How Green Roofs Can Help Mitigate the Urban Heat Island Effect in Cities

Turn Down the Heat

Green infrastructure is a recent response to urban development’s mosaic of growing trends. With the amount of concrete in cities, intentions to return vegetation back into the landscape are apparent. Green roofs are an example of these efforts along with other concerns it targets. The need for green spaces are convincing with the issues of forecasts predicting warmer temperatures in more densely built-up areas than compared to the rural setting, just outside the urban core. This phenomenon is referred to as the urban heat island effect. The reason for this lies largely in the construction of these spaces. With the increasing city scope, a dominance of built and paved surfaces emerge on the scene. These low albedo surfaces, including concrete and asphalt, lack the thermal and radiative properties to reflect the necessary amount of heat to keep cool. Similar to wearing a wool sweater by a fire, these urban areas become unable to perspire through the unbreathable fabric. Consequently, these materials become a contributor to the amplified temperatures measured within our cities, as opposed to the cooler temperatures of our rural neighbours. Fortunately, green roofs counteract this situation without impeding urban development.



Beyond the blatant issue of warmer conditions, there are numerous repercussions. Health issues including previously recorded incidents of lung issues like asthma, and instances of death related to heat exhaustion have become a forefront concern. Additionally, air pollution, stress on our ecosystems, increased water consumption, and negative economic shifts become significant considerations. These impacts can be drastically decreased through active initiatives. Re-establishing green spaces in the metropolitan landscape would be a step toward turning things around.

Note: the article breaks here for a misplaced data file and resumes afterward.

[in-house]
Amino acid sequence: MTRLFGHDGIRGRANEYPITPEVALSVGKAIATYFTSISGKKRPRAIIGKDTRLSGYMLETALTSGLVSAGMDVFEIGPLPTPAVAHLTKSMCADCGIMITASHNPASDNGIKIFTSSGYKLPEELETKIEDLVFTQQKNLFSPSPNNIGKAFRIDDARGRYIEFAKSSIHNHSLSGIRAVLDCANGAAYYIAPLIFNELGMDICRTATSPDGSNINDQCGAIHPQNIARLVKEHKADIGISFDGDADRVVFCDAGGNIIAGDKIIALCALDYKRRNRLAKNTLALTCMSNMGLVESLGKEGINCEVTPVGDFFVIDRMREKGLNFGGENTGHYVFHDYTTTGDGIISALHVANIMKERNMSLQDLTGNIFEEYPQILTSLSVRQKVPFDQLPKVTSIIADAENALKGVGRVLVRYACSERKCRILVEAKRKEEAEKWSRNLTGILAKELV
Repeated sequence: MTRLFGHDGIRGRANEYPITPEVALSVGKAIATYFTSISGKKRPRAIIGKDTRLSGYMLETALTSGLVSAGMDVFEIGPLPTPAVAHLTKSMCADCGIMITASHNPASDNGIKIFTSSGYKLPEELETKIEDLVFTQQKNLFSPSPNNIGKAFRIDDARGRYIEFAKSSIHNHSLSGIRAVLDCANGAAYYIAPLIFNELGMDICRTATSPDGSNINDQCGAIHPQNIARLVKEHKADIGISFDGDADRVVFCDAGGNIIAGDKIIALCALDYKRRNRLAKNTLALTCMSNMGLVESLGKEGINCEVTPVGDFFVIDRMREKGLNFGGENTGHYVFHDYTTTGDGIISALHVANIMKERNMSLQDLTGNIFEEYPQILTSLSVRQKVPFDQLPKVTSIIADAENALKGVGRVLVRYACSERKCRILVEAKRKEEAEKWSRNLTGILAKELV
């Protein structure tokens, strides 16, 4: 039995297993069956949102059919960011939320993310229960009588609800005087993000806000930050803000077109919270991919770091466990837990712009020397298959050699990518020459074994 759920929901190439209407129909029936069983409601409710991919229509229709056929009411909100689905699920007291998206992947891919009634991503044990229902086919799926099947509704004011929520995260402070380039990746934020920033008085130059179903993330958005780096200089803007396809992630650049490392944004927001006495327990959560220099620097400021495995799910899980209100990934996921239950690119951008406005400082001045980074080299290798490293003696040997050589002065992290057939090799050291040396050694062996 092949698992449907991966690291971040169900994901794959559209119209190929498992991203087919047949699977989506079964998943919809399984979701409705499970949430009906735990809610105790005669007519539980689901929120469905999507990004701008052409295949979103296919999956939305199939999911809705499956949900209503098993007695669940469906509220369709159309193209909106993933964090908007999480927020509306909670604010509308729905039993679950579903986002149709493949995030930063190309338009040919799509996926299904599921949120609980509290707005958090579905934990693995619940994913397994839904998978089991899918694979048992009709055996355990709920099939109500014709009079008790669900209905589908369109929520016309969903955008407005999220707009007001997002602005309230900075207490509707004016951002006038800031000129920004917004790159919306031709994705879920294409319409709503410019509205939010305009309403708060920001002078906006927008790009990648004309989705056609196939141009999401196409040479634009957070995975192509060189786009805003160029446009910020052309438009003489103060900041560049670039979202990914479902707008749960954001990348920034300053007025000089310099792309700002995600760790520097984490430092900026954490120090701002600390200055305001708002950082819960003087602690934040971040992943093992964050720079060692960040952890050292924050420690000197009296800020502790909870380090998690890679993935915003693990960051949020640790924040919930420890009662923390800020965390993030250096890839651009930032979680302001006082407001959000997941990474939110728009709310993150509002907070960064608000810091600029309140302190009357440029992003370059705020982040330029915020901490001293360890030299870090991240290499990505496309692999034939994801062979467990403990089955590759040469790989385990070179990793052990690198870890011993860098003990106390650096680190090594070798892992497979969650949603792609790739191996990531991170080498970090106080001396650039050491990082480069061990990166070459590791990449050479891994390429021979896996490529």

Fig. 2

On another level, innovative efforts introduced green roofs which can be considered an untouched medium in cities. Studies of prime hotspots in urban settings declared rooftops as having the highest ratings. The prospect of green roofs provide countless advantages and advancements toward mitigating the urban heat island effect.

Fig. 3

Integrating vegetation into rooftop design not only redefines conventional urban green space but would help regulate the system again via photosynthesis. The process triggers plants to evaporate and transpire through releasing moisture which cools down its surroundings. Essentially, this is the secret to the cooler rural areas. While it may seem the answer is simple, costs are considered a setback. However, initial expenses can outweigh the long term benefits in the larger and small sense. Taking advantage of this undisturbed opportunity, would be a strong tread toward turning down this heat.


Fig. 1 Urban Heat Island Profile Source: Climate Conservative Consumer

Fig. 2 Heat map of an Urban Landscape Source: Berkley Lab, Heat Island Group

Fig. 3 Roof Temperature Conditions Source:Technical Preservation Services